Modern Spanish Prints, 1952-1987 | Miró, Picasso, Tàpies

April 11, 2013 - June 8, 2013

Miró, Picasso, Tàpies

The featured works in Spanish Prints, 1952-1987, on temporary loan from the New Visions Gallery, are collections of lithography prints by Joan Miró and Antoni Tàpies. Also included is work by Antoni Clavé, Chema Cobo, Sunol Alvar, Juan Romero and a lithograph by Pablo Picasso.

Miró, Picasso, Tàpies & the art of the lithograph
Lithography is the art or process of producing an image on a flat, specially prepared stone or other surface, treating the items to be printed with a greasy substance to which ink adheres, and taking impressions from this on paper. Lithography printing is a very versatile printing technique and artists can use the medium to suit the needs of their particular style.

Lithography was one of the two types of print-making Miró used to create his prints. Collaborations with master printers and innovative workshops yielded remarkable editions that set new standards for original prints. Although Picasso is known as the greatest painter and most innovative sculptor of the 20th century, he was also its foremost printer. He used traditional techniques with imagination and obtained results that had been deemed impossible before his successes. Tàpies made printmaking one of his central activities and his prints have always been recognized as a major part of his work. His works of lithography were noted for their cryptic, spontaneous effects.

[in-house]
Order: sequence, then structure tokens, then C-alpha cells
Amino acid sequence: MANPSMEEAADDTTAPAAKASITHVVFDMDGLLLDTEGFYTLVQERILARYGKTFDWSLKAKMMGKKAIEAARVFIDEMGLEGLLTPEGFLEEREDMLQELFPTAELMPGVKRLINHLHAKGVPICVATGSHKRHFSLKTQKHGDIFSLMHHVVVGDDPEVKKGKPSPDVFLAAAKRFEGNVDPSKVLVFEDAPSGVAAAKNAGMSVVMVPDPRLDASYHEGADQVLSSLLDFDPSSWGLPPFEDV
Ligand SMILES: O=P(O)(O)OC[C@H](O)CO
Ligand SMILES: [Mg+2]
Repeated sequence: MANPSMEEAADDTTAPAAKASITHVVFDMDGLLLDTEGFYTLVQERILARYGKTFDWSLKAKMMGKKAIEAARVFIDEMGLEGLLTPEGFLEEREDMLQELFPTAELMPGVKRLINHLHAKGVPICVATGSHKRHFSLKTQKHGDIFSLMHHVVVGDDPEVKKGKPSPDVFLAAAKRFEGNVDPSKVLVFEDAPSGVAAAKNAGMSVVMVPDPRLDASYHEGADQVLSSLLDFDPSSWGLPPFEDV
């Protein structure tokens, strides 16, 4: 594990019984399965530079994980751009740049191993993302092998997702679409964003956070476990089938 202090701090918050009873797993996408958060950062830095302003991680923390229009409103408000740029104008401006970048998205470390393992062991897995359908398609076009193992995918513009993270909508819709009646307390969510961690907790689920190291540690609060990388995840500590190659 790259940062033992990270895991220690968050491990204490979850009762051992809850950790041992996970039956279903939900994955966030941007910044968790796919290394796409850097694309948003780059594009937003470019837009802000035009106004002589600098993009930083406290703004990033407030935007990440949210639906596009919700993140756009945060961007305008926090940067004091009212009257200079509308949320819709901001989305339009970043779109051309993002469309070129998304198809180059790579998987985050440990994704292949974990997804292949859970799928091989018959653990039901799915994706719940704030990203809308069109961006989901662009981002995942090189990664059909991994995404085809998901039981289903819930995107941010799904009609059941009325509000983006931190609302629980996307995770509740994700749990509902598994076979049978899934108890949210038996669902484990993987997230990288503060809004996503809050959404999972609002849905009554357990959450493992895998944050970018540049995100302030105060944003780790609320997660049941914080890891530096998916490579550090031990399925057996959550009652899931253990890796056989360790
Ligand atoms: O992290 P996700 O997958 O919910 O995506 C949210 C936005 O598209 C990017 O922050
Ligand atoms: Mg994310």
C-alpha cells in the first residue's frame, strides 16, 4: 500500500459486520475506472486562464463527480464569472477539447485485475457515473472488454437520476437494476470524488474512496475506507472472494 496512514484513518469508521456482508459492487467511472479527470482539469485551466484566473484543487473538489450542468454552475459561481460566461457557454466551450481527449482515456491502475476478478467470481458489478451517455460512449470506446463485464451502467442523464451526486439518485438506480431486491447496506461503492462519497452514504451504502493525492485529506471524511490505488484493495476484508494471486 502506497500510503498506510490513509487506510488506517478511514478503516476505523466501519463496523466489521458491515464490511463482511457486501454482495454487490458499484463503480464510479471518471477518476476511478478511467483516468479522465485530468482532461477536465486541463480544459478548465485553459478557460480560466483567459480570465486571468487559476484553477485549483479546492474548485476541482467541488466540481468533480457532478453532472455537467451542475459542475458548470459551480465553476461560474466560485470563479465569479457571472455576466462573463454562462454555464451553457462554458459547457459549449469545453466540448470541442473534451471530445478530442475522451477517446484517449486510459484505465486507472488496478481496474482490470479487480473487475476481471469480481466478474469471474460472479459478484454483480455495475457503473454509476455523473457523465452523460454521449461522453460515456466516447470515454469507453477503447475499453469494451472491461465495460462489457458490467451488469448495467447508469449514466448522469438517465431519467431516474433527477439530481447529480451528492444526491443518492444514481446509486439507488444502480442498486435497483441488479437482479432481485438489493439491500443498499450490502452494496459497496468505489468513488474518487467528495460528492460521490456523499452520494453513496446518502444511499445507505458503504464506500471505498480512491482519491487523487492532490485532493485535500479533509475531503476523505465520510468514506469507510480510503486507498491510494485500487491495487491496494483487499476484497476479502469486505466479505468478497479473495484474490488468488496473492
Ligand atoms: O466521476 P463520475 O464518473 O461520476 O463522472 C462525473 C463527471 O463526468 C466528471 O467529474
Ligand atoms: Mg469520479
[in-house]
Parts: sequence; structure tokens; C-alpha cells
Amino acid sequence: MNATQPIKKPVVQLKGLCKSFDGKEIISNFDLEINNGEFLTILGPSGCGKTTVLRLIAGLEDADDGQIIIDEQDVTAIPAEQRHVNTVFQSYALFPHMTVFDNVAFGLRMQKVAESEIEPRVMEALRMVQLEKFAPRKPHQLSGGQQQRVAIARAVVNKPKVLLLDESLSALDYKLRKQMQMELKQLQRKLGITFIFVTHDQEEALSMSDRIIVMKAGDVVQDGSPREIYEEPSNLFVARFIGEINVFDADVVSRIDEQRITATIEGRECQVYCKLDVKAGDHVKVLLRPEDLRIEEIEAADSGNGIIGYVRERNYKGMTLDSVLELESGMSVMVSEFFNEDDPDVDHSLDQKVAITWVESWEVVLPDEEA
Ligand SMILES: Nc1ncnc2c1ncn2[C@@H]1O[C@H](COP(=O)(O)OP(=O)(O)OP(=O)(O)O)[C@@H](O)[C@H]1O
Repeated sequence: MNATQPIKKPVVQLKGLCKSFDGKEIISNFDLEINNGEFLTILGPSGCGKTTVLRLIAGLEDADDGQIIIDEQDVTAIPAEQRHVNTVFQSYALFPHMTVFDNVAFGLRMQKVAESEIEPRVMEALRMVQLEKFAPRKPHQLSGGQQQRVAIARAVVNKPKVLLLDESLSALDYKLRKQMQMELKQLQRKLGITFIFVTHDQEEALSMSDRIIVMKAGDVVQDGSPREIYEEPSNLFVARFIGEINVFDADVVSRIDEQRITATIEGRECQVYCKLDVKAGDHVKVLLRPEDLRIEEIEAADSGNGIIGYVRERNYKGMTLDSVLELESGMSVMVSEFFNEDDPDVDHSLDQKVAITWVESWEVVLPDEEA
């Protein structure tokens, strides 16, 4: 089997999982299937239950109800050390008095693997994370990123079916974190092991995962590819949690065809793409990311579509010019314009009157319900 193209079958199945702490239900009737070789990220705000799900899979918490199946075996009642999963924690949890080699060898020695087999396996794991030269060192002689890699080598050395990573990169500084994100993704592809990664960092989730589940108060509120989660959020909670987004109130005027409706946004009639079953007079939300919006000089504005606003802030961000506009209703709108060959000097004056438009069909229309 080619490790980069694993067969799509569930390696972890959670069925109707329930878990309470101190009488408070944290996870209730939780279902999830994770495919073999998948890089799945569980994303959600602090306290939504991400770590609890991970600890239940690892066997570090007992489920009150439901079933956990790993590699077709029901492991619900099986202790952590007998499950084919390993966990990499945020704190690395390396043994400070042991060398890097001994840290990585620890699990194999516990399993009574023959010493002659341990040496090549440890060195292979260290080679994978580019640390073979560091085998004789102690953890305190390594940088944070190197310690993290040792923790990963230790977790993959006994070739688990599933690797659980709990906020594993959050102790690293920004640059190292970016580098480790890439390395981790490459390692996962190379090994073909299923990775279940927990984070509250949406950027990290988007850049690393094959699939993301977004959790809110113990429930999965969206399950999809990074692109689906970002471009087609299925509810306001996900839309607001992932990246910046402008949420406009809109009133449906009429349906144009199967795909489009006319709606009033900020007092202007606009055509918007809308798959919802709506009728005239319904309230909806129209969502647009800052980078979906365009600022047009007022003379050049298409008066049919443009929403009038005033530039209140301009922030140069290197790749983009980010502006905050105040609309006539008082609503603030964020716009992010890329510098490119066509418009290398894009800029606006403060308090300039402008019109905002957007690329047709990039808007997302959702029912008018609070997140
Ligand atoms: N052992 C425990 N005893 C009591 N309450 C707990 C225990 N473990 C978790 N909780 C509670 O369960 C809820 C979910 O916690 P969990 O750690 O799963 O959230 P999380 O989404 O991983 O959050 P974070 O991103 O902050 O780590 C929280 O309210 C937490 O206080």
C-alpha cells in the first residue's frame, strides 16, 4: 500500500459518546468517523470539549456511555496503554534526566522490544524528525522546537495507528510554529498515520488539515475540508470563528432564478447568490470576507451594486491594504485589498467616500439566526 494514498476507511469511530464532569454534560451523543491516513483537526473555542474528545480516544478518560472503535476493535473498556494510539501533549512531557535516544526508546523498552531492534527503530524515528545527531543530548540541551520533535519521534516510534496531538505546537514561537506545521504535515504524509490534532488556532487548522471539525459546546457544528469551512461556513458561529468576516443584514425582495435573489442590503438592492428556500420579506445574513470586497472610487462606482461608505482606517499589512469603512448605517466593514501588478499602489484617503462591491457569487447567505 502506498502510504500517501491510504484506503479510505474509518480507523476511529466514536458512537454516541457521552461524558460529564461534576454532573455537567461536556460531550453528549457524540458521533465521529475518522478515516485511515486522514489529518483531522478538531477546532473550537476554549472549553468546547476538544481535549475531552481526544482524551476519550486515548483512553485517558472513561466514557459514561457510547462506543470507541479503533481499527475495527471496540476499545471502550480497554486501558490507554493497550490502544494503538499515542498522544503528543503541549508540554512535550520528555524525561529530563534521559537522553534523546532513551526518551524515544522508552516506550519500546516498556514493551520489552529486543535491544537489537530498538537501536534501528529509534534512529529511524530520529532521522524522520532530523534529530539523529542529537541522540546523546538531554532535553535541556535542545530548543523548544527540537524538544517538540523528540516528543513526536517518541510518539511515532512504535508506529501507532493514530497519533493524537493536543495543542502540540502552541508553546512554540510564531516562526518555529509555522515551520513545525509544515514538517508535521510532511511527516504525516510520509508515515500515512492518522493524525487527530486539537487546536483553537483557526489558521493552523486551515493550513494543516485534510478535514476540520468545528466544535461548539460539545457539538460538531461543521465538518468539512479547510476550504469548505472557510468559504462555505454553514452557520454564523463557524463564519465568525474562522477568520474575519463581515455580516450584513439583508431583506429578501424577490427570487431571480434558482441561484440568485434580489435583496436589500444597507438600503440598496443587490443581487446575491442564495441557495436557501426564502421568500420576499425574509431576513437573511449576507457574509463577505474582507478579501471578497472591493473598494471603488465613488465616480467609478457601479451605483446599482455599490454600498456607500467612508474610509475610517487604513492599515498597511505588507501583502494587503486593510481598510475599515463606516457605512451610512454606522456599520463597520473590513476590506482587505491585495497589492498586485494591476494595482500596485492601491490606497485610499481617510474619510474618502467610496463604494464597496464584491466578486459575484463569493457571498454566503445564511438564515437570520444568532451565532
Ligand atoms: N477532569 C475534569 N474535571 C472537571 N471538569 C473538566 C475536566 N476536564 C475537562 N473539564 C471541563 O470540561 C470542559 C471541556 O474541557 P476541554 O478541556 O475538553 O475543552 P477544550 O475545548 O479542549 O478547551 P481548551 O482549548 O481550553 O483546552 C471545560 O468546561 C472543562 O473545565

Miró, Picasso and Tàpies were each a young, emerging talent seeking to develop a unique visual language, and each looked to the past in order to invent the future. All were all raised in Catalonia in Spain and were influential in Barcelona’s modern art movements and organizations. All three lived in France for a period of time—In Paris, Miró met and became great friends with Picasso, and Tàpies met Picasso there in 1950. In fact, when Tàpies was recovering from a lung infection contracted in 1940 he spent his time making copies of Picasso’s work, and in 1983 he completed a public monument to Picasso in Barcelona. Miró and Tàpies also became friends and Miró was a decisive influence on Tàpies’ earlier surrealist work. Each of the three artists was inspired by what they called the “primitive” art of children, and all made innovative contributions in the graphic arts.